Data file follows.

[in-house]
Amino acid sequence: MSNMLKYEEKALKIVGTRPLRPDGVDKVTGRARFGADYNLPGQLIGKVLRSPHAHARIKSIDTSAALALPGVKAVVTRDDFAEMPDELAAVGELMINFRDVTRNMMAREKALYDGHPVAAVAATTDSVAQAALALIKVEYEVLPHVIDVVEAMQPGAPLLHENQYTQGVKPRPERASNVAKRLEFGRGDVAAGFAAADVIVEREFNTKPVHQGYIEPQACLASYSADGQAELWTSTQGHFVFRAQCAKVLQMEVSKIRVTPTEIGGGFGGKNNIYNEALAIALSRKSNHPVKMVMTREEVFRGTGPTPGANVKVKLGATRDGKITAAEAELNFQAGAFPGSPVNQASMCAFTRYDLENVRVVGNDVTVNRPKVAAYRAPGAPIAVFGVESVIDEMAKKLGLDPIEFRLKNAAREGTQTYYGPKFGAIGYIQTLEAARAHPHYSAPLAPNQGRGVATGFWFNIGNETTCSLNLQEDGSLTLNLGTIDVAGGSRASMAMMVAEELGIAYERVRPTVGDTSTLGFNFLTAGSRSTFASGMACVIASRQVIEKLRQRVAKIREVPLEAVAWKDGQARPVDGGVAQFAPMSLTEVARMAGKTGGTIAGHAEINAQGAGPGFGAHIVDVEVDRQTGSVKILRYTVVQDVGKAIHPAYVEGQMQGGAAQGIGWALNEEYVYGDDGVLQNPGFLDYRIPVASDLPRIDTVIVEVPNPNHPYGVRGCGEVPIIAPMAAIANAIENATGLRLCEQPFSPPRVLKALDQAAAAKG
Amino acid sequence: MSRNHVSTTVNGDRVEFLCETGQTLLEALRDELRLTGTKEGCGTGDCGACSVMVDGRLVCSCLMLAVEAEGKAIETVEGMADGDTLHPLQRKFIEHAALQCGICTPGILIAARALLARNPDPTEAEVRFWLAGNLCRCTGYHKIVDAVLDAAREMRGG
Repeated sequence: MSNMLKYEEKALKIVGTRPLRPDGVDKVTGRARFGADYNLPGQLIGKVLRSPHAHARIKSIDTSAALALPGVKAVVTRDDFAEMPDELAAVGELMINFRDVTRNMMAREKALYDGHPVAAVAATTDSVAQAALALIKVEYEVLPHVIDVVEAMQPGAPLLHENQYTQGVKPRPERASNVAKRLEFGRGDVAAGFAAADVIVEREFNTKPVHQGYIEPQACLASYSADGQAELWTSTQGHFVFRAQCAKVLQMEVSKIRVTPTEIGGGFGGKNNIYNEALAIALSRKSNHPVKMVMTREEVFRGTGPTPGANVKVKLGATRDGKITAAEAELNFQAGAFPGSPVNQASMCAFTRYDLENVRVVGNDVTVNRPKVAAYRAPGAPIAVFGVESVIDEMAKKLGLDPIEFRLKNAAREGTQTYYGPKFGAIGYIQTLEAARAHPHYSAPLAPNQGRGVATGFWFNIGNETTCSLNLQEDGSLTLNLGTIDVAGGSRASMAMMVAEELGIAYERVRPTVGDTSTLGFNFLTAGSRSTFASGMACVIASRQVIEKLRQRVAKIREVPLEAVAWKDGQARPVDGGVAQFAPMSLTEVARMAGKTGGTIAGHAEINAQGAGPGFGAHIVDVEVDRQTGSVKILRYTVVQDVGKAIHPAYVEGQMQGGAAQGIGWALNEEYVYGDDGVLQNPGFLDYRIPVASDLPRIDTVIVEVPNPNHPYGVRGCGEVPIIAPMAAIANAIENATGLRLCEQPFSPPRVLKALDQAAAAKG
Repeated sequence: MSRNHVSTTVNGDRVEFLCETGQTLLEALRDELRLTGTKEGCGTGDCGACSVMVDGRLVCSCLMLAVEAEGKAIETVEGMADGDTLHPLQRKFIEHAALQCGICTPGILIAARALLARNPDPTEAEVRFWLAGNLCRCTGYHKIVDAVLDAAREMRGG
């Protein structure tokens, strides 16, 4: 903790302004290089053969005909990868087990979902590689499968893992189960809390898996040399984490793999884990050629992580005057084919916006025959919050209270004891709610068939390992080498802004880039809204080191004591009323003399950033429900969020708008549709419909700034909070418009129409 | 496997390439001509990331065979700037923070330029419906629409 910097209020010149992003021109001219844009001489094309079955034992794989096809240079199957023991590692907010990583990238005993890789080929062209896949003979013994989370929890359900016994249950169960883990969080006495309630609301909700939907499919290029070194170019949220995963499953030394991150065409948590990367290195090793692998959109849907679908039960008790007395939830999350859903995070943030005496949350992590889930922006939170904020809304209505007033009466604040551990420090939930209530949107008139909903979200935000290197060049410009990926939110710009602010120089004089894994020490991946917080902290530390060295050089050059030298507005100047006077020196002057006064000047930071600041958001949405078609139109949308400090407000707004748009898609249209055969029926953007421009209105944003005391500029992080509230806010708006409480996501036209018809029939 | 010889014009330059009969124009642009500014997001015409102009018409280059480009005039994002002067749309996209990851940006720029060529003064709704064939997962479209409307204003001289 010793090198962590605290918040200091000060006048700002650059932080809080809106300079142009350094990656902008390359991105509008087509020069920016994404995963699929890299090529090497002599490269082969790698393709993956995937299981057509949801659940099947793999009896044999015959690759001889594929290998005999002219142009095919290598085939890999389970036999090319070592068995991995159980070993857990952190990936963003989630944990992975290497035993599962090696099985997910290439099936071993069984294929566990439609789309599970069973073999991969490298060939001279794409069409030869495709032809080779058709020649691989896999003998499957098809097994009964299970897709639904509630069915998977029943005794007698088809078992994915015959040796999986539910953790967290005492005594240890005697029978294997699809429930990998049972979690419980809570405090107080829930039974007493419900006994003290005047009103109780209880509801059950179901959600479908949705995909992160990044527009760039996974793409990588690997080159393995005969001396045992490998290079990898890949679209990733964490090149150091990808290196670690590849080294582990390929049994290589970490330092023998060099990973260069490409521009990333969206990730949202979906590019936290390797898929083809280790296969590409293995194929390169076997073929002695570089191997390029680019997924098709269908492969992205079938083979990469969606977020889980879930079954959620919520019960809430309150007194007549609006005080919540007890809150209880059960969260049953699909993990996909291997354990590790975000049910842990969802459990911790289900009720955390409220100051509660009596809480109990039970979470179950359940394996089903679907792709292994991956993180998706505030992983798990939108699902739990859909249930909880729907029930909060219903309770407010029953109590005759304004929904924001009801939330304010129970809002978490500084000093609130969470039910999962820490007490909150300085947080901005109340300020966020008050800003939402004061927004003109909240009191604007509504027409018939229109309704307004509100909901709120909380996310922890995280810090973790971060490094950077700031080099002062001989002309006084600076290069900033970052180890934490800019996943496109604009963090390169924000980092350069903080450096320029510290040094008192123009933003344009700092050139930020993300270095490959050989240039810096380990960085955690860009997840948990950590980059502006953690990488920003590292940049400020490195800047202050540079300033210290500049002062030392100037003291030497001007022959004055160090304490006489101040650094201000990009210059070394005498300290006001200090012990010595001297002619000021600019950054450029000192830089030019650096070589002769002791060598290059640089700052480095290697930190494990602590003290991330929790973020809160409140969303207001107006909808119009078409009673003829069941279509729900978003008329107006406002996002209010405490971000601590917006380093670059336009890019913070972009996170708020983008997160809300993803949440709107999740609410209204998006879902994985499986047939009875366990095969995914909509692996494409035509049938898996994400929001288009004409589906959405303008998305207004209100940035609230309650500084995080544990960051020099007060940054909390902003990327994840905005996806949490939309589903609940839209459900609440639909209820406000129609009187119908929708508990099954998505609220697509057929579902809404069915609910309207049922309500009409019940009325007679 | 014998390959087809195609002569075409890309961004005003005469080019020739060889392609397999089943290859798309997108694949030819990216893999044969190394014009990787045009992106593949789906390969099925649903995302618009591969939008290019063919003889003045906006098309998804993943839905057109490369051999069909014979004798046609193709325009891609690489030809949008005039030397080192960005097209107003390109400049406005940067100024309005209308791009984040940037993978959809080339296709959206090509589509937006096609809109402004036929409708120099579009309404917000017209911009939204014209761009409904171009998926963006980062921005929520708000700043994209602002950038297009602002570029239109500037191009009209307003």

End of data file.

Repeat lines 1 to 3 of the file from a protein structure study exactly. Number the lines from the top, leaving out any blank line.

[in-house]
Amino acid sequence: MSNMLKYEEKALKIVGTRPLRPDGVDKVTGRARFGADYNLPGQLIGKVLRSPHAHARIKSIDTSAALALPGVKAVVTRDDFAEMPDELAAVGELMINFRDVTRNMMAREKALYDGHPVAAVAATTDSVAQAALALIKVEYEVLPHVIDVVEAMQPGAPLLHENQYTQGVKPRPERASNVAKRLEFGRGDVAAGFAAADVIVEREFNTKPVHQGYIEPQACLASYSADGQAELWTSTQGHFVFRAQCAKVLQMEVSKIRVTPTEIGGGFGGKNNIYNEALAIALSRKSNHPVKMVMTREEVFRGTGPTPGANVKVKLGATRDGKITAAEAELNFQAGAFPGSPVNQASMCAFTRYDLENVRVVGNDVTVNRPKVAAYRAPGAPIAVFGVESVIDEMAKKLGLDPIEFRLKNAAREGTQTYYGPKFGAIGYIQTLEAARAHPHYSAPLAPNQGRGVATGFWFNIGNETTCSLNLQEDGSLTLNLGTIDVAGGSRASMAMMVAEELGIAYERVRPTVGDTSTLGFNFLTAGSRSTFASGMACVIASRQVIEKLRQRVAKIREVPLEAVAWKDGQARPVDGGVAQFAPMSLTEVARMAGKTGGTIAGHAEINAQGAGPGFGAHIVDVEVDRQTGSVKILRYTVVQDVGKAIHPAYVEGQMQGGAAQGIGWALNEEYVYGDDGVLQNPGFLDYRIPVASDLPRIDTVIVEVPNPNHPYGVRGCGEVPIIAPMAAIANAIENATGLRLCEQPFSPPRVLKALDQAAAAKG
Amino acid sequence: MSRNHVSTTVNGDRVEFLCETGQTLLEALRDELRLTGTKEGCGTGDCGACSVMVDGRLVCSCLMLAVEAEGKAIETVEGMADGDTLHPLQRKFIEHAALQCGICTPGILIAARALLARNPDPTEAEVRFWLAGNLCRCTGYHKIVDAVLDAAREMRGG